In the mid-1950s, a government "redevelopment agency" sent waves of bulldozers against Washington's Southwest quadrant as if they were Patton's tank corps. In the end, more than 5,000 buildings vanished and the city had sustained psychic wounds that are still unhealed.
Was Southwest redevelopment a tragedy? It's true that some bulldozed houses lacked indoor plumbing even in the late 1950s. Yet at the same time, long-established African-American neighborhoods were obliterated and their residents scattered in the name of "eradicating slums", creating resentments that persist two generations later. Was this indeed a case of "saving" a community by destroying it?
On Old Southwest's streets it will always be Saturday morning, with early sunshine bringing out the reddest tints in the brick facades of well-kept modest rowhouses and cutting deep shadows across their windows. Even though the photographer was up early, there is already a small knot of children outside a corner grocery, weighing the merits of baseball cards versus a Hershey bar. Beside one cast-iron stoop the sun warms the seats of a couple of folding chairs for the arrival of some neighborhood philosophers. Fifty years later, it is clear that the neighborhoods which survive only on fading color slides comprised much more than "slums" and "squalor".
Today redevelopment on the same scale is taking place on the opposite side of South Capitol Street. "Near Southeast" stretches along South Capitol from the Southeast Freeway to the Anacostia River. Long a backwater of transit garages, cab lots, and body shops, as well as low-rise public housing, sand and gravel yards, and short strings of nineteenth century rowhouses, the old sections of Near Southeast are quickly being swept clear by a combination of public and private interests. The highest profile project is of course the Washington Nationals Stadium, whose footprint will cover several square blocks near the Anacostia. The associated "Ballpark District" development will replace much of what stands south of M Street SE, while the neighborhood between M Street and the SE Freeway is already redeveloping as high-rise office and hotel space.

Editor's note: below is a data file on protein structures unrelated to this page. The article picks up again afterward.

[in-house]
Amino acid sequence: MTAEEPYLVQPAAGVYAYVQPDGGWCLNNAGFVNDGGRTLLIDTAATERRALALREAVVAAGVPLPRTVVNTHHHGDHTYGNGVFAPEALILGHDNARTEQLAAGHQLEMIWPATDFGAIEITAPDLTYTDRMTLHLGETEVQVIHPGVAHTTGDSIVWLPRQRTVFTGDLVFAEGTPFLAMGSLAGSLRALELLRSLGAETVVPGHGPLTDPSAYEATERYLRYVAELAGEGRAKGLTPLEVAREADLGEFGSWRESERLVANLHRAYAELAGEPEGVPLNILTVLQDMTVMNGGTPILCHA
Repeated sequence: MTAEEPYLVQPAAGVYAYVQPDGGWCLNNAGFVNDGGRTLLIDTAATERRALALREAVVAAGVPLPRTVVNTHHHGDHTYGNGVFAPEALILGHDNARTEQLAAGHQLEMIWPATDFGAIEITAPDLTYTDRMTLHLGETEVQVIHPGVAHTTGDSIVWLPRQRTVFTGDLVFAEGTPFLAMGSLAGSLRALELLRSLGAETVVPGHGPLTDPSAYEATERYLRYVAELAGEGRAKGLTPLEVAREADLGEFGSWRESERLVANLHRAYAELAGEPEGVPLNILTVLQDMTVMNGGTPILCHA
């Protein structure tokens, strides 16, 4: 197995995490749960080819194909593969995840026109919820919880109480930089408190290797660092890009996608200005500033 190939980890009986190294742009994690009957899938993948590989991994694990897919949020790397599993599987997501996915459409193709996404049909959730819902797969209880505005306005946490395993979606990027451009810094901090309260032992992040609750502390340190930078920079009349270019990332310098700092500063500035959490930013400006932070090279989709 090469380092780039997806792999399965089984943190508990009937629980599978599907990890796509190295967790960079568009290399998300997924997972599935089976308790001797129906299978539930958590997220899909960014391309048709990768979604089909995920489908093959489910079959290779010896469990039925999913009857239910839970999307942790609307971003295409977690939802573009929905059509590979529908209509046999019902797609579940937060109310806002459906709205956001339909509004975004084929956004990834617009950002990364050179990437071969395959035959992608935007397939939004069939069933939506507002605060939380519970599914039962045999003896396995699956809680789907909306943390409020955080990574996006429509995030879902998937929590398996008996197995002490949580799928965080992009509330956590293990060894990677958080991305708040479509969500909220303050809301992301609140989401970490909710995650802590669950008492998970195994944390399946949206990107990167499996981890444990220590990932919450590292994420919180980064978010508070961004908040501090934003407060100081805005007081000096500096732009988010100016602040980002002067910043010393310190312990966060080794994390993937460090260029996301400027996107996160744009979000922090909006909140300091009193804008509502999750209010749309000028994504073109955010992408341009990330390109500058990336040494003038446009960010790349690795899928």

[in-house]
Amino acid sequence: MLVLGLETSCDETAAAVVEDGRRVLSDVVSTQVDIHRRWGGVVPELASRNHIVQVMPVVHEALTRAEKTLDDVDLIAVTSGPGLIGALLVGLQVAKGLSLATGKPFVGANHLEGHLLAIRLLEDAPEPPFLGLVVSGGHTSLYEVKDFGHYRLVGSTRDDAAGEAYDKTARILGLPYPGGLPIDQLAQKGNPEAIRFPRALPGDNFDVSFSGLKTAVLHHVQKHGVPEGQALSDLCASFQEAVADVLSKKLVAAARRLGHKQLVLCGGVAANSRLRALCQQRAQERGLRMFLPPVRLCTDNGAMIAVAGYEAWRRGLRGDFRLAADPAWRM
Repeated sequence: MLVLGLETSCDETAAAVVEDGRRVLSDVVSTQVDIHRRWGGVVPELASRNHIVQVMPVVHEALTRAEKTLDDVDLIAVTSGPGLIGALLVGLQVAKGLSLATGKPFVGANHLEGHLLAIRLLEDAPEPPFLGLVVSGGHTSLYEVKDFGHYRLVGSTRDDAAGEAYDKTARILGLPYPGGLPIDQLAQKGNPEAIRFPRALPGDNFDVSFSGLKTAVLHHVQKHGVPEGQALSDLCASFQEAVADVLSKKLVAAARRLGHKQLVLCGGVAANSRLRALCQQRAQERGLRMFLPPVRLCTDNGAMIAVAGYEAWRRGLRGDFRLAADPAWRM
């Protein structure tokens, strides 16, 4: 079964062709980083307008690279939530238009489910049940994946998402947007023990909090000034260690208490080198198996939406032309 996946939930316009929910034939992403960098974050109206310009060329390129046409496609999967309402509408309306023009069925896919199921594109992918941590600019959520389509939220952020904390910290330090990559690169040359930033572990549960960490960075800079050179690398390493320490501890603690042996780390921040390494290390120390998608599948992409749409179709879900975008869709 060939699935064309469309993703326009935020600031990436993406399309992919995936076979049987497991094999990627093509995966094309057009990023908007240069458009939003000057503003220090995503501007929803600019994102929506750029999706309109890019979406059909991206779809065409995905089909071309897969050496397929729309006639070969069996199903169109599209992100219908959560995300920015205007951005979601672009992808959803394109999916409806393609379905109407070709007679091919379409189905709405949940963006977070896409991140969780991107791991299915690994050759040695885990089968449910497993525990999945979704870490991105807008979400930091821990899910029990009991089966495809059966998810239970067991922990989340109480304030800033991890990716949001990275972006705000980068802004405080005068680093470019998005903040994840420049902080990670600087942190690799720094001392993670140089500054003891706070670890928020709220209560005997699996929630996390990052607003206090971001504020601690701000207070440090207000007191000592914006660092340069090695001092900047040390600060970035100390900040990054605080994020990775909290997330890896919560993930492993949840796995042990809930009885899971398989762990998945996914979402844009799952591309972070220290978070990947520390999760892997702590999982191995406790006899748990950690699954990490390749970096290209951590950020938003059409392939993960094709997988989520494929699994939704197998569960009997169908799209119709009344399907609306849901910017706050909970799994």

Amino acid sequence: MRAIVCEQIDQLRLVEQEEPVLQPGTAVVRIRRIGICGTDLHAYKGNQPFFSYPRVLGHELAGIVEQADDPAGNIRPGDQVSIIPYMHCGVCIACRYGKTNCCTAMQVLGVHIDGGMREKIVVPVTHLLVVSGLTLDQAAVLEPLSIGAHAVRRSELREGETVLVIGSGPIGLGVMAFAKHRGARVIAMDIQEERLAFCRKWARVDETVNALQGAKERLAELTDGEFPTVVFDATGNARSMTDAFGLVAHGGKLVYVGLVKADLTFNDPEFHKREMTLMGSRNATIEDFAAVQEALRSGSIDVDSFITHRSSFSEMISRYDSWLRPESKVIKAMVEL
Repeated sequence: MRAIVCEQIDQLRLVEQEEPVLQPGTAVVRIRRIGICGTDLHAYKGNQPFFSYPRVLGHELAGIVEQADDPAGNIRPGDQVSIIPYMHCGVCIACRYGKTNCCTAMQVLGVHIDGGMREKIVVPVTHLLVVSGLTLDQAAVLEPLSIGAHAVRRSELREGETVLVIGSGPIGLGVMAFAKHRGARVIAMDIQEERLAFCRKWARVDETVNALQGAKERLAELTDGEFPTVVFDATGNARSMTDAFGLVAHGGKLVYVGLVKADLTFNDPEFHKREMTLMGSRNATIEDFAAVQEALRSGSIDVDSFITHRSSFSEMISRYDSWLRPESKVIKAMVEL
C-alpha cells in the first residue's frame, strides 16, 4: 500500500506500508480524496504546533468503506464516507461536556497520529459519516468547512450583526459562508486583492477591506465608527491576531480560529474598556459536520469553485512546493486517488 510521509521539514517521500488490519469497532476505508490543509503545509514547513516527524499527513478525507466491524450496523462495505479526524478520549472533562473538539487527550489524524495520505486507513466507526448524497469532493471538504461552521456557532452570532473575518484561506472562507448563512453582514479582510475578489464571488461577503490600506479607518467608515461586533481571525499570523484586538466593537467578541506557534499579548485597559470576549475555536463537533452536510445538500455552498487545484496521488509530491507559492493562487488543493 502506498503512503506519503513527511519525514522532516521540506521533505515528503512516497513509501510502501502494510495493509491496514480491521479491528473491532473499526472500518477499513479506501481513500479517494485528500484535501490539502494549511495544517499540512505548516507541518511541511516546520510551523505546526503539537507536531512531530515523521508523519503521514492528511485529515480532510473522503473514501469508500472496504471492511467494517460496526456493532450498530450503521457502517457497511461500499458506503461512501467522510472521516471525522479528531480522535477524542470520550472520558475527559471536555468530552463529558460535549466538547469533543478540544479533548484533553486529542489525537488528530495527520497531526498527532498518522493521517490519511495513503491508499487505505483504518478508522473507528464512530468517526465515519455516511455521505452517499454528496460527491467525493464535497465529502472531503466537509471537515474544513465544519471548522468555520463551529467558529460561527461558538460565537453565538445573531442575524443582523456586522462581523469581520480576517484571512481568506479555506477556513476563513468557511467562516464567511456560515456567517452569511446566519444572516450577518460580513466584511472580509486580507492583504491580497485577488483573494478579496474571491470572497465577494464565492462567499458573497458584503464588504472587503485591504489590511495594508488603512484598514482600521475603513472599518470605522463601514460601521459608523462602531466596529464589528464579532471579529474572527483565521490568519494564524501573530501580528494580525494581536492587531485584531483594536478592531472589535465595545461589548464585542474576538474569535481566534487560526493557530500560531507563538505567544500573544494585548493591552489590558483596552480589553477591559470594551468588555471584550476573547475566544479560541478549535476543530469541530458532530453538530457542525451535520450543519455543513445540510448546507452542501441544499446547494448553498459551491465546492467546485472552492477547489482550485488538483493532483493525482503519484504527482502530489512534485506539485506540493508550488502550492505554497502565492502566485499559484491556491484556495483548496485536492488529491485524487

While it is hard to grieve at the replacement of utilitarian truck garages or vacant lots turned taxicab boneyards, their redevelopment means that Washington loses much of its scant industrial flavor. Along with the unmourned 1950s warehouses or 1970s gas stations, worthy buildings are being swept away, including the last survivors of gritty nineteenth century neighborhoods of railroad workers and Naval Gun Factory laborers.
As a memorial to what was, good or ugly as it may have been, the following pages present a photo-tour of Near Southeast as it existed in 2004-2006. Our tour begins at the top of this page, where the 1100 block of Fourth Street SE shows the three faces of Near Southeast. Beside a gleaming office tower, a derelict Arthur Capper Homes public housing unit flanks the type of row house it was built to replace but will not survive.
Our tour next splits into four paths:
Click here for our retrospective feature "JUST DON'T CALL THEM SENATORS" from 2004.
Click here to tour the "The Stadium Site"
Click here to visit the Stadium Site's lost neighbors in "The Ballpark District"
Coming Soon: A North End Tour